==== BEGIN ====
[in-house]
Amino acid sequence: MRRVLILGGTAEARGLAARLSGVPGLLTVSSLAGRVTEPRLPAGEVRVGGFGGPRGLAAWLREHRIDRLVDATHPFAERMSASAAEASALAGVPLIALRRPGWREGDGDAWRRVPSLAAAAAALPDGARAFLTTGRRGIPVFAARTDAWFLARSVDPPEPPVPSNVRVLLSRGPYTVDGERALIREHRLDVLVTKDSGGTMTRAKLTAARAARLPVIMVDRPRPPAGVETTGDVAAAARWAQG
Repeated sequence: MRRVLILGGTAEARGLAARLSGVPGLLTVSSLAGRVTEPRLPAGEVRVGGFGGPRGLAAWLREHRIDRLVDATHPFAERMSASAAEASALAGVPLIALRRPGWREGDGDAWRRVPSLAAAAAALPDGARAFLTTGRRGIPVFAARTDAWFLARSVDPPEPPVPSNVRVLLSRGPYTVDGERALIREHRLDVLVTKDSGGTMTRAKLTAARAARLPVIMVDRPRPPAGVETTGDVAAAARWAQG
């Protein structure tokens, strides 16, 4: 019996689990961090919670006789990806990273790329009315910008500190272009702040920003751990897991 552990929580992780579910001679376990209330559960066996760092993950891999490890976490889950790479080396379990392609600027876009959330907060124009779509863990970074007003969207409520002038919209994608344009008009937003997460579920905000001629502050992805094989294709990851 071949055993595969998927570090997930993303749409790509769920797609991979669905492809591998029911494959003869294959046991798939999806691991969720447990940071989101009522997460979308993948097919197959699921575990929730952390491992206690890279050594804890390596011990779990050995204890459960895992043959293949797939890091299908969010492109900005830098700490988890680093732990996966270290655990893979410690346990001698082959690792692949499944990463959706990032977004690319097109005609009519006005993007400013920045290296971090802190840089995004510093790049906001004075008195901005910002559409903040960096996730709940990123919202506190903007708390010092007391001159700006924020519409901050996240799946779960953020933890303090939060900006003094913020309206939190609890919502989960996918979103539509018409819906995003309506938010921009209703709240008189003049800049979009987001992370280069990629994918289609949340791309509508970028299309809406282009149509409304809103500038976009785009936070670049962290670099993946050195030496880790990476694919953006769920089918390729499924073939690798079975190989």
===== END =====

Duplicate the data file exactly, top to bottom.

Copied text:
[in-house]
Amino acid sequence: MRRVLILGGTAEARGLAARLSGVPGLLTVSSLAGRVTEPRLPAGEVRVGGFGGPRGLAAWLREHRIDRLVDATHPFAERMSASAAEASALAGVPLIALRRPGWREGDGDAWRRVPSLAAAAAALPDGARAFLTTGRRGIPVFAARTDAWFLARSVDPPEPPVPSNVRVLLSRGPYTVDGERALIREHRLDVLVTKDSGGTMTRAKLTAARAARLPVIMVDRPRPPAGVETTGDVAAAARWAQG
Repeated sequence: MRRVLILGGTAEARGLAARLSGVPGLLTVSSLAGRVTEPRLPAGEVRVGGFGGPRGLAAWLREHRIDRLVDATHPFAERMSASAAEASALAGVPLIALRRPGWREGDGDAWRRVPSLAAAAAALPDGARAFLTTGRRGIPVFAARTDAWFLARSVDPPEPPVPSNVRVLLSRGPYTVDGERALIREHRLDVLVTKDSGGTMTRAKLTAARAARLPVIMVDRPRPPAGVETTGDVAAAARWAQG
């Protein structure tokens, strides 16, 4: 019996689990961090919670006789990806990273790329009315910008500190272009702040920003751990897991 552990929580992780579910001679376990209330559960066996760092993950891999490890976490889950790479080396379990392609600027876009959330907060124009779509863990970074007003969207409520002038919209994608344009008009937003997460579920905000001629502050992805094989294709990851 071949055993595969998927570090997930993303749409790509769920797609991979669905492809591998029911494959003869294959046991798939999806691991969720447990940071989101009522997460979308993948097919197959699921575990929730952390491992206690890279050594804890390596011990779990050995204890459960895992043959293949797939890091299908969010492109900005830098700490988890680093732990996966270290655990893979410690346990001698082959690792692949499944990463959706990032977004690319097109005609009519006005993007400013920045290296971090802190840089995004510093790049906001004075008195901005910002559409903040960096996730709940990123919202506190903007708390010092007391001159700006924020519409901050996240799946779960953020933890303090939060900006003094913020309206939190609890919502989960996918979103539509018409819906995003309506938010921009209703709240008189003049800049979009987001992370280069990629994918289609949340791309509508970028299309809406282009149509409304809103500038976009785009936070670049962290670099993946050195030496880790990476694919953006769920089918390729499924073939690798079975190989």